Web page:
Anita Pallenberg - Italian-German Model Actress

Biography Anita Pallenberg Die Died Dies Dead DeathAnita Pallenberg (6 April 1944 – 13 June 2017) was an Italian-German actress and model. A style icon and "It Girl" of the 1960s and '70s, Pallenberg was credited as the muse of The Rolling Stones; she was the romantic partner of multi-instrumentalist and guitarist Brian Jones, and later, from 1967 to 1980, the partner of Stones guitarist Keith Richards, with whom she had three children. Pallenberg was born on 6 April 1944 in German-occupied Rome, the daughter of Arnold "Arnaldo" Pallenberg, an ethnic German Italian sales agent, amateur singer and hobbyist painter, and Paula Wiederhold, a German embassy secretary. The family was separated because of the war, and she did not see her father until she was 3 years old. Her father later sent her to a boarding school in Germany to help her master the language. She became fluent in four languages at an early age.

She was expelled from school when she was 16, after which she spend time in Rome with the Dolce Vita crowd, and then went to New York City to hang out with Andy Warhol's Factory crowd. She then began her career as a fashion model in Paris. She studied medicine, picture restoration and graphic design without achieving a degree. Before settling in London, she lived in Germany, in her native Rome, as well as in New York City, where she was involved with the Living Theatre, starring in the play Paradise Now, which featured onstage nudity, and Andy Warhol's Factory.

Biography Anita Pallenberg Die Died Dies Dead DeathPallenberg appeared in over a dozen films over a 40-year span. One of her first appearances was as The Great Tyrant in Roger Vadim's science fiction film Barbarella (1968) (although the character's voice was dubbed by Joan Greenwood,) and as the sleeper wife of Michel Piccoli in the film Dillinger Is Dead (1969), directed by Marco Ferreri.[8] She also had roles in the German crime thriller A Degree of Murder (1967) which featured music by Brian Jones, the cult film Candy (1968) as James Coburn's possessive nurse, Volker Schlöndorff's Michael Kohlhaas – Der Rebell (1969) which was filmed in Slovakia, and the avant-garde Performance (1970) in which she played the role of Pherber. The film was shot in 1968, but a nervous studio delayed its release.

Pallenberg appeared in a documentary about the Rolling Stones, Sympathy for the Devil (1968), directed by French filmmaker Jean-Luc Godard. In a March 2007 interview, she related her encounters in Rome while La Dolce Vita (1960) was being filmed, with its director Federico Fellini, other filmmakers such as Luchino Visconti and Pier Paolo Pasolini, and with the novelist Alberto Moravia In 1985, for the video of "Wild Boys", Duran Duran used a clip of Pallenberg from Barbarella. She portrayed "The Queen" in the comedy-drama Mister Lonely by Harmony Korine, and played a character named Sin in Go Go Tales (both 2007).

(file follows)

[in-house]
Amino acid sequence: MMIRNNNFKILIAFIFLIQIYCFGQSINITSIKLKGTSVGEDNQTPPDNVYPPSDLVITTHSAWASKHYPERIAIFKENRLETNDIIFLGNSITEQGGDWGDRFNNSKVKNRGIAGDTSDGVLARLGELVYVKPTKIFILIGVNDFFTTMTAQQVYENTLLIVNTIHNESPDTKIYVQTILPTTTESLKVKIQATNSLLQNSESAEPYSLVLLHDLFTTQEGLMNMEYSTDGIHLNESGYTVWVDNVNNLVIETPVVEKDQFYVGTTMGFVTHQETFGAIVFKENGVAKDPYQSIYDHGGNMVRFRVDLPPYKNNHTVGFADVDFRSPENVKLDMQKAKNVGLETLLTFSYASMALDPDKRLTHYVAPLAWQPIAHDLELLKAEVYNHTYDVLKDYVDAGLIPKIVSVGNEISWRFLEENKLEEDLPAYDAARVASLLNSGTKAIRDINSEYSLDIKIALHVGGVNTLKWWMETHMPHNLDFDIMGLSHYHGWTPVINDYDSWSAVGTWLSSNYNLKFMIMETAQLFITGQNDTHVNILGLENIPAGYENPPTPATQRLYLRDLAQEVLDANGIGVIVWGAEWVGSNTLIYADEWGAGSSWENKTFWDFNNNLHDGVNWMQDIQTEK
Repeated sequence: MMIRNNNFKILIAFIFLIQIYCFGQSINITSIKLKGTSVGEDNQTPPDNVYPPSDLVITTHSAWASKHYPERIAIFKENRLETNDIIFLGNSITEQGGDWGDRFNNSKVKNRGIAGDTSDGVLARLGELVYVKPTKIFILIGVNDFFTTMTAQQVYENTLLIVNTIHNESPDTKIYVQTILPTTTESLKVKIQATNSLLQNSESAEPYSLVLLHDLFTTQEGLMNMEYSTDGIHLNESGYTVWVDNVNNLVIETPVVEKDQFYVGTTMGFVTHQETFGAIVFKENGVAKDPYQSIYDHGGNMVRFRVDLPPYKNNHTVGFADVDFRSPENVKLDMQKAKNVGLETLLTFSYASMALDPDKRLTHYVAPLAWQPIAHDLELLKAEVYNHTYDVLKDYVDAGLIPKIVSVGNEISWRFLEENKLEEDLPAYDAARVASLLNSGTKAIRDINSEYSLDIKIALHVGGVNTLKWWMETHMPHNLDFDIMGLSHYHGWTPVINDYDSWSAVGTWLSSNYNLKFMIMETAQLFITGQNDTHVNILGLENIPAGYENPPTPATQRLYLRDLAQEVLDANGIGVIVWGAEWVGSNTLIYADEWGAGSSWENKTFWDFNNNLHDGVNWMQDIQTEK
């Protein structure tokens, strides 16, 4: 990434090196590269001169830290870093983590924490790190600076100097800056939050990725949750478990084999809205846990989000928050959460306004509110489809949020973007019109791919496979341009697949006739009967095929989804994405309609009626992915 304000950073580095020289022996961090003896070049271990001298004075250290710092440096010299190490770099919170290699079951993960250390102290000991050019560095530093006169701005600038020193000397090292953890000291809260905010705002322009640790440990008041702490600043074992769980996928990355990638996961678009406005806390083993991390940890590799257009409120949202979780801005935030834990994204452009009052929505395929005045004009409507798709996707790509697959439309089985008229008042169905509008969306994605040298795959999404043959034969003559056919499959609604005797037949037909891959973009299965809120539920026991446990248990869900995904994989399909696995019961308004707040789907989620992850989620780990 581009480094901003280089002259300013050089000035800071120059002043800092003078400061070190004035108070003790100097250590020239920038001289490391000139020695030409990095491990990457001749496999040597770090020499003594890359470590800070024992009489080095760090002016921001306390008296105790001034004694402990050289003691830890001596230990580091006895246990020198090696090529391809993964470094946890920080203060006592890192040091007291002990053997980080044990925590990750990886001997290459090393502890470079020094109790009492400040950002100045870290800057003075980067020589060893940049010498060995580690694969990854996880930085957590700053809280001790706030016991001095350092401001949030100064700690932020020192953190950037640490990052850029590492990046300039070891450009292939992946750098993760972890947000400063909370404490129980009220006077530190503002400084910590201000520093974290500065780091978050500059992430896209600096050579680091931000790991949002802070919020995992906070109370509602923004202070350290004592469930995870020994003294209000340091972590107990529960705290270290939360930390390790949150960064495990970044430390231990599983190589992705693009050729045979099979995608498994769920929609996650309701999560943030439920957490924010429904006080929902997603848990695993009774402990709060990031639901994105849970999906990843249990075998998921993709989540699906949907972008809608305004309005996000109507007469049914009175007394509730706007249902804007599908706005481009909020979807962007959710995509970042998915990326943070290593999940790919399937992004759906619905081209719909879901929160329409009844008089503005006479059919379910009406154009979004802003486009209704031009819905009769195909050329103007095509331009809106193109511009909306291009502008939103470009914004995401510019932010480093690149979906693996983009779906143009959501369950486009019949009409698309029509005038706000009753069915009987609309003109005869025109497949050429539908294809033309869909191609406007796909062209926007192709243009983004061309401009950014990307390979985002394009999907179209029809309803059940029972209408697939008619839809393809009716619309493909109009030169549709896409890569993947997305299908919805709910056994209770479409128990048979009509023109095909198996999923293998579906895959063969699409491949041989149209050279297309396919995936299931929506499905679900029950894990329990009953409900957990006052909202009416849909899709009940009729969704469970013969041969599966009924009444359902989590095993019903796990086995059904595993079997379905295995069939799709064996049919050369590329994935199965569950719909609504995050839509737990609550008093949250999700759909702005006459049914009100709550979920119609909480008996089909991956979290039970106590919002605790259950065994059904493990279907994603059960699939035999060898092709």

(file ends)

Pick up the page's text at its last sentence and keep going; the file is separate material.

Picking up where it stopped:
Biography Anita Pallenberg Die Died Dies Dead DeathIn the 1990s, Pallenberg returned to education to study fashion. She graduated from Central Saint Martins in London in 1994 with a fashion and textile degree. However, she decided not to forge ahead with a career in fashion, finding it too cutthroat and cruel. Pallenberg has been portrayed several times by other performers. Monet Mazur played a young Pallenberg in the film Stoned (2005), a biographical film about the last year of Brian Jones' life, while the NBC television show Studio 60 on the Sunset Strip (2006) included a story arc in which the character Harriet Hayes was hired to play Pallenberg in a film.

In 1979, a 17-year-old boy, Scott Cantrell, shot himself in the head in Pallenberg's bed with a gun owned by Keith Richards, while at the South Salem, New York house shared by Richards and Pallenberg. The youth had been employed as a part-time groundsman at the estate and was involved in a sexual relationship with Pallenberg. Richards was in Paris recording with the Rolling Stones, but his son was at the house when the teen killed himself. Pallenberg was arrested; however, the death was ruled a suicide in 1980, despite rumours that Pallenberg and Cantrell had been playing a game of Russian roulette. The police investigation stated that Pallenberg was not on the same floor of the house at the time the fatal shot was fired.
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